10. Quite the reverse. I AM a vegetarian but I'm in favour of killing your own meat (if you're going to eat it at all) and agree that a game animal or well reared farm animal killed with skill, properly, localy has had a far better life than some cow stuffed full of chemicals and raised in a crate. I'm all for 'happy meat' and have killed, cleaned and cooked it for non-vege friends. I personaly dont eat meat mostly as I dont like the texture and only partialy for health and cruetly reasons. I get really hacked off with people who refuse to admit their burger is in fact dead animal.
    I grew up on a farm and still live deep in the country. I have shot vermin and predators and would again. If a fox starts taking my mothers chickens I'll shoot it. What really does bug me is bad shots who screw the entire thing up and people who have no intention of doing anything other than killing just for its own sake. At least somebody eats the pheasants on the local shoot even if its not the chinless wonders who pay to shoot them. I'll skirt hunting foxes with hounds as thats a really complex arguement. I do think some sort of test should be considered to insure those that hunt are competent. I'm against snares and other traps.
  11. I generally agree with everyone on this thread. Hunting is more than fine for a good reason (eating first, or pest control) - it's what we have evolved to do. Lets face it, no matter what some beardy, lebian vegetarian might say, to us animals are food first.

    I'm against trophy hunting though, such a waste. If people really want to stalk large, endangered animals across the savanah, take a bloody camera. You'll get something out of it, and if you were a decent shot then you know you could have taken out the animal if you wanted too.
  12. What if, as Pigshyt said, they were due to be culled anyway (for animal management reasons)? I don't really get the trophy hunting thing, but where is the harm in it if it is done in a responsible manner? I believe there's a danger that if one condemns it because of the people who do it rather than considering whether the animal is suffering unduly, then one is onto a sociology debate rather than one about 'animal rights'.
  13. It is all about respect for the, in the past and in the future. Conservation is as much about ensuring that grockles can point and gasp at the bonny stags gambolling, as it is about ensuring every year there is venison in MY pot. It is the same with vermin/pest control. It is for the good of the eco-system as a whole that Bugs has to take one - be it .177, .22 or .25 - for the team.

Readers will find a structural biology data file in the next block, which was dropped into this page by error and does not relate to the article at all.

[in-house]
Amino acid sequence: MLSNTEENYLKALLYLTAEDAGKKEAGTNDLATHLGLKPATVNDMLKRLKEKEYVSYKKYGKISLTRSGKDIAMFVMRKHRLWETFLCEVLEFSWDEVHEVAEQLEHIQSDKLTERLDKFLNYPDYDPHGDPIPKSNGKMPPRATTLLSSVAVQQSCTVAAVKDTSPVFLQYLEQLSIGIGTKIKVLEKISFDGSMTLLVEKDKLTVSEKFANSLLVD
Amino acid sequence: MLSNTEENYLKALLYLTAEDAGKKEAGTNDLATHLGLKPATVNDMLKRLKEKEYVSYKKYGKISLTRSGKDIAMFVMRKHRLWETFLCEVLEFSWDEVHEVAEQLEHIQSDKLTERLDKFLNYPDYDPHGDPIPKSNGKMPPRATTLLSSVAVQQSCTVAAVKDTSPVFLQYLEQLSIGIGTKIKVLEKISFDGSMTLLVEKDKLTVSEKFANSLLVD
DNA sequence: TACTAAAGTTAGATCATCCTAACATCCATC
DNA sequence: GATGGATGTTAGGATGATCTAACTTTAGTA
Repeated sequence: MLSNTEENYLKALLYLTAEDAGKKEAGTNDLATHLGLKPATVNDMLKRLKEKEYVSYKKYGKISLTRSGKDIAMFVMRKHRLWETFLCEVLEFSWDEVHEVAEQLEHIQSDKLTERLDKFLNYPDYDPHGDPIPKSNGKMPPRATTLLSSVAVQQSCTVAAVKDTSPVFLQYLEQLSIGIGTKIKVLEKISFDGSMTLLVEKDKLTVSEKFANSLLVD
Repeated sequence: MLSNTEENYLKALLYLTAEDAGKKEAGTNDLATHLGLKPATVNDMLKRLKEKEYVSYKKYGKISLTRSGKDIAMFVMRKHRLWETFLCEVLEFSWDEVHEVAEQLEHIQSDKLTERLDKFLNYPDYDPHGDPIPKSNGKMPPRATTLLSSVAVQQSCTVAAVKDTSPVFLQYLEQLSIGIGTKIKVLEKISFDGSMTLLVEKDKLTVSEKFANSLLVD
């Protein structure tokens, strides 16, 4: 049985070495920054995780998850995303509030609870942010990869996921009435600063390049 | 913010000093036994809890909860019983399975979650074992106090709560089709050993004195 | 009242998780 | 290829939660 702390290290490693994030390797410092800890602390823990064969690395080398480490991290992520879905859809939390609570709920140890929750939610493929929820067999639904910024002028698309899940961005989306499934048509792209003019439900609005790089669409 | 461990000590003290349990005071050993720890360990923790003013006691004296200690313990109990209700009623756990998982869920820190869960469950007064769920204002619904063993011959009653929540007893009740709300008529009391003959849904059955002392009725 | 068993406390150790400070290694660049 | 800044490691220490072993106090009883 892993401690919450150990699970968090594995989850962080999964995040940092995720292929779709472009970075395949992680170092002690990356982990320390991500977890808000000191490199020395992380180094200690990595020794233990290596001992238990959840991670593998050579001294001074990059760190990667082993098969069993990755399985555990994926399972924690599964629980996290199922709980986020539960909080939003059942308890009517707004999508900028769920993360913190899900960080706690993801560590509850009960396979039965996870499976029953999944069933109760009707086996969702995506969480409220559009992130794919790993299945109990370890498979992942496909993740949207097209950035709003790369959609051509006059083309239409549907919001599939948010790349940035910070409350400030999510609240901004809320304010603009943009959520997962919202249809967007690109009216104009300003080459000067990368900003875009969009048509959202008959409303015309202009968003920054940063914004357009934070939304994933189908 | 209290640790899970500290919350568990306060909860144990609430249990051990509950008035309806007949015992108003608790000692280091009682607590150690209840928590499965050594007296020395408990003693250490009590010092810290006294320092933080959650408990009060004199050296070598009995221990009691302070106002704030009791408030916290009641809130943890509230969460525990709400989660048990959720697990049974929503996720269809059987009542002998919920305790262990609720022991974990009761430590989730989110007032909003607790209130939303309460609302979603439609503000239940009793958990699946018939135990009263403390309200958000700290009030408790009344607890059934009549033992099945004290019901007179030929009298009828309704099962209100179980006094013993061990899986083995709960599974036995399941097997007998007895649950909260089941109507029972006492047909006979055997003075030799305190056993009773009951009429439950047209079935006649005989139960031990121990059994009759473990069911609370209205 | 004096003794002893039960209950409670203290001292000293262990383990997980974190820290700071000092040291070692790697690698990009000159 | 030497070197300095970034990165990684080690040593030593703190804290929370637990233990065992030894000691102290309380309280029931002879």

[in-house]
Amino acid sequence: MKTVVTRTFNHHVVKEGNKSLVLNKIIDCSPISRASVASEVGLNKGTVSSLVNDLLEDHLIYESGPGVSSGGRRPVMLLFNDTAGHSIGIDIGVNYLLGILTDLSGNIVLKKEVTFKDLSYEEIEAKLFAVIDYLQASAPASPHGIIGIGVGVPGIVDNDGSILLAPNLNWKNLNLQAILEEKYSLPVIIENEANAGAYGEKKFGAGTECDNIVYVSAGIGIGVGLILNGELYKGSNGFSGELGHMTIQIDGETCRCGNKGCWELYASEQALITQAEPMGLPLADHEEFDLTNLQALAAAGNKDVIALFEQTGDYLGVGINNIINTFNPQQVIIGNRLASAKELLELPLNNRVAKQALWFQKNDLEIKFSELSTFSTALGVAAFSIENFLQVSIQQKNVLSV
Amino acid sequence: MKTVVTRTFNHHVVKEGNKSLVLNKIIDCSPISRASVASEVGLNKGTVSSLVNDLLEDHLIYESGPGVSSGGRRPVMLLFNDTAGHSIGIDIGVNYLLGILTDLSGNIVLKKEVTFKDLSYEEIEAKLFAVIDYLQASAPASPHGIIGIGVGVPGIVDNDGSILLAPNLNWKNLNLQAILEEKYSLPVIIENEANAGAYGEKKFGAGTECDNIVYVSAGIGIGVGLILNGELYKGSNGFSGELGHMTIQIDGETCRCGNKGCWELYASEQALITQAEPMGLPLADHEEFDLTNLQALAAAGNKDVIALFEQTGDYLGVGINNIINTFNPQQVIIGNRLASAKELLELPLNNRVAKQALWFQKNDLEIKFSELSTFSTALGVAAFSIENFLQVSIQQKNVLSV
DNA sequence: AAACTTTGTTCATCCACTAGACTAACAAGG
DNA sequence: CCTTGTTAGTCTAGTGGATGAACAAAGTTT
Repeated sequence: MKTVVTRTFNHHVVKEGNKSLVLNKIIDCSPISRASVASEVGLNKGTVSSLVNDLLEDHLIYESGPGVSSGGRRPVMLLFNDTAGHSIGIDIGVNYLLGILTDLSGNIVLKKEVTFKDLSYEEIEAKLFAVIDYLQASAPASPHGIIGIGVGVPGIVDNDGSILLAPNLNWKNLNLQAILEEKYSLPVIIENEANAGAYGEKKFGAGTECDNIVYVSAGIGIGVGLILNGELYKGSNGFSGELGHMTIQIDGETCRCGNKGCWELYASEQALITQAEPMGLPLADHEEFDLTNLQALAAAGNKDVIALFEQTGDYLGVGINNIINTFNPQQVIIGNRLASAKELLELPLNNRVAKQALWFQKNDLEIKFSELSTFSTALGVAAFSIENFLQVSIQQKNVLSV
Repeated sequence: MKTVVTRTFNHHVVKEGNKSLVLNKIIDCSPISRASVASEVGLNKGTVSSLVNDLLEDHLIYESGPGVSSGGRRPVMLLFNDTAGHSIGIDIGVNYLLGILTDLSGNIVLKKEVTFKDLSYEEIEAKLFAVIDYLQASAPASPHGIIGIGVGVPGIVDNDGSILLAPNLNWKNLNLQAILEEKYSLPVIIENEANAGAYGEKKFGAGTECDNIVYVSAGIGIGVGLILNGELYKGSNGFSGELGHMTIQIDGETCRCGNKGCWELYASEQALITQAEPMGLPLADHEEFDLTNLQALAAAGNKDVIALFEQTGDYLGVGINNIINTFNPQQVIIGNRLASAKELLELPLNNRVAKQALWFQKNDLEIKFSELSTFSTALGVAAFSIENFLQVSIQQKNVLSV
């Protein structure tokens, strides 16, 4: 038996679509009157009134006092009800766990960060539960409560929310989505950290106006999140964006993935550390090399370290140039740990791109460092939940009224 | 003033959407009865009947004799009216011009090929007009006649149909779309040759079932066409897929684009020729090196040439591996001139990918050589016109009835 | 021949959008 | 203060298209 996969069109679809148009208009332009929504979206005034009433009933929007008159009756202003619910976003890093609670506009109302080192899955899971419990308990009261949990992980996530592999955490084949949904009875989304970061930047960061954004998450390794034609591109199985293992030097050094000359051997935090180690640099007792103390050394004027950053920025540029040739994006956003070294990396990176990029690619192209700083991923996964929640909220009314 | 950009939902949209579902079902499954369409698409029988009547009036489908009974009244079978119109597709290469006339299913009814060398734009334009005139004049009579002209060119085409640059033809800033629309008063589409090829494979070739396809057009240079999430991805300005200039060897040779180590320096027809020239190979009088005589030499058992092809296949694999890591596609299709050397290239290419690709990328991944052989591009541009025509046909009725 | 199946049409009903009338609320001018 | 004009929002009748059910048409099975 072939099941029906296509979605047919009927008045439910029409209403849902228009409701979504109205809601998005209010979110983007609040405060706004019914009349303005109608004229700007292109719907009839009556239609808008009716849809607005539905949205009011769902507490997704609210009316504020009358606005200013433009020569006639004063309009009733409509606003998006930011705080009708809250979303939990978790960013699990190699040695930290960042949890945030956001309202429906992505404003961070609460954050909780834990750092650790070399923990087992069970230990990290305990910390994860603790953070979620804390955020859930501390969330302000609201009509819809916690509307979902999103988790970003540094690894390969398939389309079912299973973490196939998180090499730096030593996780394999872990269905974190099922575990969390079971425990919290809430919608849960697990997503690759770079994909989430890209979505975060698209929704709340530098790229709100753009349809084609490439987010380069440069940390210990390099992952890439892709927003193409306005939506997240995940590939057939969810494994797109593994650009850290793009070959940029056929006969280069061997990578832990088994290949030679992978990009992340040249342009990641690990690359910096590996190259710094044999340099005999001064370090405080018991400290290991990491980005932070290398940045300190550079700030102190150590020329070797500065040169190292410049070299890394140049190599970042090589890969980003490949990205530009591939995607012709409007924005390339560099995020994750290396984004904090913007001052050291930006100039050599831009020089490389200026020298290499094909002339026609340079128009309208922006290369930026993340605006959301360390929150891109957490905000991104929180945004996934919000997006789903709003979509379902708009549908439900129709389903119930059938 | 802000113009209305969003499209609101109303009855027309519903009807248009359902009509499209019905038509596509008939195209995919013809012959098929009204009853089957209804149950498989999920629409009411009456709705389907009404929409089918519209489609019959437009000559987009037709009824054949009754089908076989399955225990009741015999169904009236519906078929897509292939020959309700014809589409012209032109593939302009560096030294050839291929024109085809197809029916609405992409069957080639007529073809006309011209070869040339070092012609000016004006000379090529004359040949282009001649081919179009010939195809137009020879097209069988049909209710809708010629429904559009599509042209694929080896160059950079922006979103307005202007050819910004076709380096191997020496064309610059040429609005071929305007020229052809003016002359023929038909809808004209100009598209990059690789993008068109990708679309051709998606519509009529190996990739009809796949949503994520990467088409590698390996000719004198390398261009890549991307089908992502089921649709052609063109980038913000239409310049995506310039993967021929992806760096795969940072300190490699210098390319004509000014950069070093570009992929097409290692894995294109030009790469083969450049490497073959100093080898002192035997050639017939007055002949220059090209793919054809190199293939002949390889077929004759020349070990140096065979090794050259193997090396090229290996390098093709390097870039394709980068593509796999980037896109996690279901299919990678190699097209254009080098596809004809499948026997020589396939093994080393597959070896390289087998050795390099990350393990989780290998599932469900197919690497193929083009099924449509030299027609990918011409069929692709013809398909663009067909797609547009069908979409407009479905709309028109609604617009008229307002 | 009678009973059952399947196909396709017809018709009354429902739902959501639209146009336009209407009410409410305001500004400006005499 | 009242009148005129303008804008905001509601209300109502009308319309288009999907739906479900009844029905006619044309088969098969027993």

as i look in my game-book, i note that the comments column for a good day usually has a comment about the good conduct of my fellow shots. Likewise unenjoyable days usually involve some twunt who thinks that the total bag is more important than the quality of sport and who includes maimed and dead beaters/other guns in that total!

    The very well equipped but clueless git who shot with us last Boxing Day discovered that shooting a descending pheasant at point-blank range has consequences. In that the SC sent him home, with the somewhat shattered, all but inedible corpse of his targetted bird as a reminder not to be a knob. He also had a lecturette on safety in the field delivered to him and his host - who was very embarrassed.
  14. Reminds me of a line about Surgeons "Quite a few of us enjoy the cutting and the blood as a seperate exercise in skill, removed from the good we do."
    I understand someone enjoying the act, the skill, involved in taking a good shot and kill. It just needs to be done for good reasons. Or, for me, you might as well buy a bag of kittens and a hammer.
  15. I am with you on the snaring, likewise gassing. Unless a snare is checked on an hourly basis, which is pretty near impossible, then the animals caught are bound to suffer. Using snares whilst ferreting is ok though as the rabbit is dispatched almost immediately and the snare is net rather than wire.
    I come from a long line of MFH's, we have one of the last private packs in the country, so clearly have the hunting urge, however I am all for the sporting chance of the quarry. Foxes in their prime are generally much faster than hounds, therefore foxhunting with hounds is surely akin to natural selection ie survival of the fittest?
    I also loathe hugely commercial driven shoots. I live on the edge of one and it is like the Somme during the Phessie season (not helped by the training area behind me). The birds are over fed then turfed into the sky for gopping fat Americans to try and shoot - they only manage the 1000+ bird days through sheer volume, one is bound to hit something when shooting into a crowd... What is wrong with taking a couple of dogs up onto the moors and trying your luck?
    Rant over!